So yeah, I think Leyland's still got some work to do. He's got to win another title and get above .500. Otherwise, he's Chuck Tanner....
Mike Green - Monday, March 15 2010 @ 12:36 PM EDT (#212411) #
I have no idea what the Hall of Fame qualifications for a manager ought to be.   There are very few managers, in my opinion, who have consistently won more games than the talent available suggest they ought to have, and a good part of that seems to be managing the pitching staff well.  Joe McCarthy, Earl Weaver and Bobby Cox would be examples of that. 

Anyways, Cito Gaston reminds me of a better version of Sparky Anderson.  If you give him good resources to work with, he will make the most of it, despite game strategies that will sometimes make you scratch your head.  If you don't, he is probably not the best manager to have.  Sparky won two World Series championships with the Big Red Machine and a couple of other pennants; that was probably an equivalent or lesser qualification than Cito's 89-93 record.  Anderson then moved on to the Tigers of the 80s- one WS championship and one divisional title was pretty much par for the course, as far as I am concerned.  The Tigers' drafts of the mid-late 70s were historically good- Trammell, Whitaker, Morris, Gibson, Ozzie Smith...If Cito had moved on to a promising NL team after the strike (let's say the Mets), I would guess that he could have posted a similar record to Anderson's, albeit not as long because Anderson got an earlier start.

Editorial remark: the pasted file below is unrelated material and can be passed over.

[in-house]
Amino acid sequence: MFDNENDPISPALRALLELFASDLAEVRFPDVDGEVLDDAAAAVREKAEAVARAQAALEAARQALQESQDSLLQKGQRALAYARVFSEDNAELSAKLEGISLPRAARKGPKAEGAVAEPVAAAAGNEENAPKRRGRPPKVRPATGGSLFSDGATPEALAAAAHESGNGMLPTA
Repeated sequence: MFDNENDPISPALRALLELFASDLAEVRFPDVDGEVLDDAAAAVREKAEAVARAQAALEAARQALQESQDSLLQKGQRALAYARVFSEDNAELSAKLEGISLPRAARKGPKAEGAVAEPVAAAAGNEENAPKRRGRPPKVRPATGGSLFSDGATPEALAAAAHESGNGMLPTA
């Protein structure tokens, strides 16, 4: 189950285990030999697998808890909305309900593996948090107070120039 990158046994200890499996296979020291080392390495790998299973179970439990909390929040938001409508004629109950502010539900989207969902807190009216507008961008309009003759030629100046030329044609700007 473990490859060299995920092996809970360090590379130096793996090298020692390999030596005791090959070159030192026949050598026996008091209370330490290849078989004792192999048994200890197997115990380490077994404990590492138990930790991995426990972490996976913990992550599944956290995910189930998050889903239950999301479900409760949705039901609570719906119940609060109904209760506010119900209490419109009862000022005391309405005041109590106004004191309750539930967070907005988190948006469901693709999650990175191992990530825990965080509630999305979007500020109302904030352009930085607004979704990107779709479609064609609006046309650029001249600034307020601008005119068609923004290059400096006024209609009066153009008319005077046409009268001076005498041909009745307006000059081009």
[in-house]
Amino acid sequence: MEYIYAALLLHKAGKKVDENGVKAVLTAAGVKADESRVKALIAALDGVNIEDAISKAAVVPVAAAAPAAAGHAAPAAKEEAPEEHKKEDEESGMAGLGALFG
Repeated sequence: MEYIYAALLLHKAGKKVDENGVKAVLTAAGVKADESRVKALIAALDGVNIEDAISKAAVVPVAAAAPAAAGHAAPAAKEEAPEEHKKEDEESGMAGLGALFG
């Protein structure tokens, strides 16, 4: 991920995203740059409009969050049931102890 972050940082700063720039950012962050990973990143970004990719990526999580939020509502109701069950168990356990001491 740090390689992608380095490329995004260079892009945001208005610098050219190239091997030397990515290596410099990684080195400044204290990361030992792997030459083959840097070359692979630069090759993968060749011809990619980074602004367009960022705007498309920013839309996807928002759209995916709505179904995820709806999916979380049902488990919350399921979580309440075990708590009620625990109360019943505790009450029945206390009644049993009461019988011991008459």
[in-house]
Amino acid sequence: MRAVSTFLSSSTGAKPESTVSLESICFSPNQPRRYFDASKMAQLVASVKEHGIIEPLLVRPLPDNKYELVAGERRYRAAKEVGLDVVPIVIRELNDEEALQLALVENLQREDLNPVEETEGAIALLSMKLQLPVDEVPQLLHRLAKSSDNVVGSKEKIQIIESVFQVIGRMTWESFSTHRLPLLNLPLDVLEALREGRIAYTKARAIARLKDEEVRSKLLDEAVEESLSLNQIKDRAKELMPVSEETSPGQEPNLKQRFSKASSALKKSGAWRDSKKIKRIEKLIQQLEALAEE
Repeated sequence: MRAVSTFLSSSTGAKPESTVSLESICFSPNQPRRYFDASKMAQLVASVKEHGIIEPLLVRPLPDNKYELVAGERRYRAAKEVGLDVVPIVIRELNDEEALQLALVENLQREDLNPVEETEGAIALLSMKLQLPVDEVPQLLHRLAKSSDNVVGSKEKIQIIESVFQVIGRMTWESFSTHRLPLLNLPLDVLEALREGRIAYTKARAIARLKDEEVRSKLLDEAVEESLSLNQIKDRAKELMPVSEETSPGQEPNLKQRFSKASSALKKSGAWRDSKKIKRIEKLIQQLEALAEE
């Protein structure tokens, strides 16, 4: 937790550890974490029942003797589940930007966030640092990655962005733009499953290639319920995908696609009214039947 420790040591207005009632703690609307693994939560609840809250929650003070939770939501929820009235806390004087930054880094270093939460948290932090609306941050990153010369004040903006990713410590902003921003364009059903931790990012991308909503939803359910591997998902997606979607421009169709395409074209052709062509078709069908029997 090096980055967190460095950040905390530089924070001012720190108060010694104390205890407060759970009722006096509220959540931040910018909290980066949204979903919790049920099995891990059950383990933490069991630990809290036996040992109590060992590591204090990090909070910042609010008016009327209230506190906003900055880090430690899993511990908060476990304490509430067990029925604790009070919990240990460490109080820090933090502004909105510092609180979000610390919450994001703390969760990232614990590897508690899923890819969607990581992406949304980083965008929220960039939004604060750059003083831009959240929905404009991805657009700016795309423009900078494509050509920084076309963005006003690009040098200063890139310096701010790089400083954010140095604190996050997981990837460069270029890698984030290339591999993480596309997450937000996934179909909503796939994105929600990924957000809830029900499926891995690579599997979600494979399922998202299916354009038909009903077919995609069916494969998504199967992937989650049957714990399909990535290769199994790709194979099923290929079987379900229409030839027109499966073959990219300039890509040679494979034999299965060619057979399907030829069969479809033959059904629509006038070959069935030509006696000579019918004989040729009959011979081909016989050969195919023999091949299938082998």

AWeb - Monday, March 15 2010 @ 12:47 PM EDT (#212412) #
So yeah, I think Leyland's still got some work to do. He's got to win another title and get above .500.

That might be true from a practical standpoint, given past voting histories, but should it be that way? Does being a HoF quality manager mean that your teams can't be on the whole below average? Leyland in particular had two possible juggernauts (Pirates 1992, Marlins 1997) taken completely apart due to money issues, which really hurt his overall record (take away Florida 1998 and he's 29 games over .500). I would think he could use a few first place finishes at the least (only WC wins for him since the Pirates), but it seems like he may have been unlucky to some extent.

Evaluating managers is almost impossible, since perceived talent depends mostly on actual performance - getting the most out of the talent available ends up being indistinguishable from actual talent. For instance, Alex Gonzalez, the longtime Jay SS in the 1990's - let's say a different manager was there and for whatever reason he had a multiple all-star career like it seemed he should have. There's no way to credit the manager in that reality with his success unless you know about the other reality where only glimpses of talent came through. Maybe Joe Torre helped Derek Jeter become a HoF shoo-in, and Tony LaRussa would have somehow caused his career to fail (maybe he's the Alex Gonzales of that reality).